Religious entrepreneurism should be grounded on solid scriptural understandings – an Apostolic pattern of Holy Tradition – whose foundational principles encompass much more than administrative skill and/or managerial expertise. The advance of such entrepreneurial creativity must not be solely envisioned according to temporal resources but in and through the “energies” of the Holy Spirit. While such guardianship can only be sustained through “charismatic” facilitation (II Timothy 1:14), the “sound words” and “pattern” to which Saint Paul refers must be firmly rooted in the robust exhortation voiced by the Incarnate Word Himself, to “wash feet” soiled by society’s difficult pathways!
Colleges, universities, and philanthropic organizations like the Gates Foundation are increasingly turning their attention to “idea incubators” and “impact accelerators,” to provide mentorship, network partnerships, resources, and scaling capabilities to students, and non-profit venture groups interested in learning how to discern, develop, and deploy practical solutions to social problems. According to a recent report by the Aspen Network of Development Entrepreneurs and Village Capital, while their primary goals may not all be similar, more than 40 impact accelerator programs have been established in the last half decade all with the intent of helping entrepreneurs further innovative societal solutions.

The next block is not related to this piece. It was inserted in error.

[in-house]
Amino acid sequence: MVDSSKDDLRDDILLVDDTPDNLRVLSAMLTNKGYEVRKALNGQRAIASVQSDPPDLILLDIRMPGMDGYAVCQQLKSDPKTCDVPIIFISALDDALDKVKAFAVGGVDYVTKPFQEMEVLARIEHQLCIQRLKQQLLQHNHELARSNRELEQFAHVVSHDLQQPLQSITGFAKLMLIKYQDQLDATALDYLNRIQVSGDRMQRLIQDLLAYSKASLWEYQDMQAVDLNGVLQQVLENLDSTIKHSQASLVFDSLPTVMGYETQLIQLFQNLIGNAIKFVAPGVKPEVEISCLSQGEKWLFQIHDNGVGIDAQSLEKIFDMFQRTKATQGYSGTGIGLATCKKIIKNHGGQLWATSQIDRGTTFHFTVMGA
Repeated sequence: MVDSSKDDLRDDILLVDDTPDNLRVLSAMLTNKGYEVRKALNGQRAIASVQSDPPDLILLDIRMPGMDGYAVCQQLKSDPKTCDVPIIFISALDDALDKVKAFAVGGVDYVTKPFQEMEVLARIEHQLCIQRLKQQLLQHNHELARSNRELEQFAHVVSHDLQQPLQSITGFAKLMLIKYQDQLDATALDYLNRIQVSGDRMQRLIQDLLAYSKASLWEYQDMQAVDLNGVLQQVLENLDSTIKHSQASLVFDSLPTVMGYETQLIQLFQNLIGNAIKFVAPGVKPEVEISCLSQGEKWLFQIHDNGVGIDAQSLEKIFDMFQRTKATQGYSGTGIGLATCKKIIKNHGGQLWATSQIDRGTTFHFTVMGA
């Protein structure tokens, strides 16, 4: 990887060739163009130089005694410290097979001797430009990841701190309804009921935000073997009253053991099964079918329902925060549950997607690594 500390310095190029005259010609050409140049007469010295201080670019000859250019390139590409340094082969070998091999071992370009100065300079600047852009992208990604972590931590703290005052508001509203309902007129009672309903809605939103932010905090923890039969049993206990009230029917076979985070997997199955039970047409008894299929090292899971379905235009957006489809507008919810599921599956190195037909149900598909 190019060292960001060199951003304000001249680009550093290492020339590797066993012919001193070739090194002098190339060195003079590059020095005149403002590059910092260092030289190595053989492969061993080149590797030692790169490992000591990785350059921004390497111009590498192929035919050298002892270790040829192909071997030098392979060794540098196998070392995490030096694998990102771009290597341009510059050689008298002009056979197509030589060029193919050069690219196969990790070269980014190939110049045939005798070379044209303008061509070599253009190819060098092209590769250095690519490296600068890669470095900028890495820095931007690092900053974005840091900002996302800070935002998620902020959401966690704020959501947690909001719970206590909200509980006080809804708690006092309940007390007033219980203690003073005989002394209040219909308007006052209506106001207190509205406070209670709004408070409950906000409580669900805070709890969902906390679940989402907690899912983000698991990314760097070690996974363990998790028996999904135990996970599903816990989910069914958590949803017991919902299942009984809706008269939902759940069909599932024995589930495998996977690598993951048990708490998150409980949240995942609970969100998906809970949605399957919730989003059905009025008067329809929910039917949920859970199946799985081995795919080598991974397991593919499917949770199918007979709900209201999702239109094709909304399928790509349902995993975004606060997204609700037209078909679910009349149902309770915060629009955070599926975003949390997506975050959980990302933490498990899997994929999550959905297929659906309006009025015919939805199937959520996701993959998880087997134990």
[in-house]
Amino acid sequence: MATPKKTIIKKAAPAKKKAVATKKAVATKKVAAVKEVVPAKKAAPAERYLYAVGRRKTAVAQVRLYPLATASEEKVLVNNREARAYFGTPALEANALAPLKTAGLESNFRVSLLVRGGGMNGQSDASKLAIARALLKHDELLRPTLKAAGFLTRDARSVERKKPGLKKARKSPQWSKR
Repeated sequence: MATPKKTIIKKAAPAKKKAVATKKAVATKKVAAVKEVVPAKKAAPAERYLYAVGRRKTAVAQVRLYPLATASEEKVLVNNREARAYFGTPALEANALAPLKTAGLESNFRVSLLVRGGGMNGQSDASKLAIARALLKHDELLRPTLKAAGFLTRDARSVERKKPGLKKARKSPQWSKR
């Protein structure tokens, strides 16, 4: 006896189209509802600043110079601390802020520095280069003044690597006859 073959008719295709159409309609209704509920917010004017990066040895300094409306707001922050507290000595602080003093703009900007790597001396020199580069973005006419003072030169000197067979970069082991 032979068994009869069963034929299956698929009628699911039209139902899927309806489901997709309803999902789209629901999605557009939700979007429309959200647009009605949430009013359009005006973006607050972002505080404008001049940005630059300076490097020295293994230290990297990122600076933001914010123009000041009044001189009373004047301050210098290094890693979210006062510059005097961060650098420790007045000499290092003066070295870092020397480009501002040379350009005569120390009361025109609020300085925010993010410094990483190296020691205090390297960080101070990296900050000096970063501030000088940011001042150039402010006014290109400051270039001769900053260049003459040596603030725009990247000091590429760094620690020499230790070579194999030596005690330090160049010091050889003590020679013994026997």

University idea incubators are similar to their business sector equivalents, although their primary intent is to nurture creative thinking for the benefit of the public good and not, necessarily, for economic profit. While many philanthropic organizations succeed in delivering solutions to societal problems, few if any seminaries and schools of theology provide a strategic process for the initial incitement and refinement of creative ideas from students who may one day lead the implementation of faith-based approaches.